A shining example of how brilliant and impactful musical theatre can be: a show which truly is beautiful.
The life and career of the singer/songwriter Carole King undoubtedly had its ups and downs, but it is truly celebrated in Beautiful, the jukebox musical charting her story through her famous music. Even if you haven’t heard of King, you will most likely know at least one of her songs, which include ‘You’ve Got a Friend’, ‘(You Make Me Feel Like) A Natural Woman’, and the titular ‘Beautiful’. The talented cast and band bring this genius musical alive with their incredible energy and truthful acting in this new touring production fresh out of the West End.
From the start, we are thrown straight into the 60s with a jazzy overture hinting at the music to come, this instantly puts the audience in a cheerful mood. The show opens with King (Bronté Barbé), playing piano at Carnegie Hall in her later career, and after a brief monologue we are into the late 50s. We see her leave college to pursue song writing, meet her writing partner and husband of nine years, Gerry Goffin (played by Kane Oliver Parry), compete with rivals-turned-friends Barry Mann and Cynthia Weil (Matthew Gonsalves and Amy Ellen Richardson) for top of the charts. This could so easily be written in an inelegant fashion, relying on the music to drive it: as can be the case with many jukebox musicals. Yet the book from Douglas McGrath, combined with the music of King, Goffin, Mann and Well is nothing short of genius. The musical flows in a slick and impressive manner, and there is not a slow or dull moment to be found.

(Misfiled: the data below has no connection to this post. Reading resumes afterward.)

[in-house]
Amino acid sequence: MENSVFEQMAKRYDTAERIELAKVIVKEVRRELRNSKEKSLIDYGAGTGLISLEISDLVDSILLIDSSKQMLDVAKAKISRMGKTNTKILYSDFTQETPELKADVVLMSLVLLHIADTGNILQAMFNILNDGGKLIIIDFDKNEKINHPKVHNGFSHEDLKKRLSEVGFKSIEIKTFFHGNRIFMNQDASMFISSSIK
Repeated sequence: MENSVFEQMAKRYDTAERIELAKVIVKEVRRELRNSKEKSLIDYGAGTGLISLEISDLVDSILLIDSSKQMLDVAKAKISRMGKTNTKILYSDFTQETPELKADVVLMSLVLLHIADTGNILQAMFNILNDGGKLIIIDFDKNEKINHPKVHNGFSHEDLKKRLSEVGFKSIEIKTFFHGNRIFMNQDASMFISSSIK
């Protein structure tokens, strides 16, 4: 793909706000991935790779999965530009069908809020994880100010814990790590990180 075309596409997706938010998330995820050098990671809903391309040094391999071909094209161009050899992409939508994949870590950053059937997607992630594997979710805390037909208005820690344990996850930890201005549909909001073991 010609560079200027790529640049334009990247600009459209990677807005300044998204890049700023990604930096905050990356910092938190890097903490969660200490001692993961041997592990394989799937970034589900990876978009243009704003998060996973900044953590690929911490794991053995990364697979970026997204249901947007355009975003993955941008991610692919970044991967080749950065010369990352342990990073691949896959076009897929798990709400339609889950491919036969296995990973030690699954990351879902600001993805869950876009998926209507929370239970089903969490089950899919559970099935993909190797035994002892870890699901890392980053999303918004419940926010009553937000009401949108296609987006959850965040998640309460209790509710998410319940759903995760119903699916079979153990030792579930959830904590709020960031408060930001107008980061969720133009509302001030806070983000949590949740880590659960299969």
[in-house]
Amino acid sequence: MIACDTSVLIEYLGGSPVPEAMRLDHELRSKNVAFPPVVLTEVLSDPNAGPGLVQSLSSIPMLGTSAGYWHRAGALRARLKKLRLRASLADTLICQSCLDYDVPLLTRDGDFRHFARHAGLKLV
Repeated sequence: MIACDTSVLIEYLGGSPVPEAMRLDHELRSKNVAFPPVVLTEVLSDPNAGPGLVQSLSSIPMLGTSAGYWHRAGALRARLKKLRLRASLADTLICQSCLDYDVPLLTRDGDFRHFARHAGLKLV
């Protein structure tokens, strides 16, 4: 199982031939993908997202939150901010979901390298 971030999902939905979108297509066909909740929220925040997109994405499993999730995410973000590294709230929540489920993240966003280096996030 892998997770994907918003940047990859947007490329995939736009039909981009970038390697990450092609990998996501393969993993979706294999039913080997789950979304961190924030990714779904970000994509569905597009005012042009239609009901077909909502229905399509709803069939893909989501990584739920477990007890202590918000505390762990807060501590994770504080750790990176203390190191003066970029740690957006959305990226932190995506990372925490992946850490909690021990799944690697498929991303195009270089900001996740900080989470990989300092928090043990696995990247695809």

Barbé is simply stunning as King. She has a gorgeous singing voice, clear with a quality that allows it to glide effortlessly throughout the auditorium, but there is also a remarkable genuineness in her performance. We intently watch her journey to fame, feeling every high and low along with her, and she really is a wonderful actress. Parry also gives an impressive performance as Goffin, the chemistry between the two so strong that they are a delight to witness on stage together. Gonsalves and Richardson perform well as the ‘counter’ couple of the show, providing some great comic moments between the two of them. The support from the ensemble is outstanding, and their transitions on and off stage, which were often very rapid depending on what the music demanded, were seamless. Mostly portraying the artists the leads wrote music for, they deliver the unmistakable sound of the 60s, successfully taking a delighted audience back in time.
Of course, the singing would have no impact without the brilliant job done by the pit orchestra, who complete the 60s vibes. Music is very much at the heart of this production, which is clear from the simple wooden piano which is nearly a constant presence on stage. This allows the actors to sit down at it and step away in smooth motions, never drawing away from the action. There is also something very touching about seeing the four leads, in various combinations, gathered around the piano singing together in glorious harmonies. This keeps the story feeling cheerful and uplifting, with a continual feeling of hope throughout, no matter what situation the characters found themselves in. This cheerful feeling ultimately sums up this tour of Beautiful, a pleasure to watch thanks to the sheer joyfulness which radiates around the entire theatre – it is impossible to leave without a smile on your face.
Beautiful is playing at the Mayflower Theatre, Southampton, until Saturday the 30th September.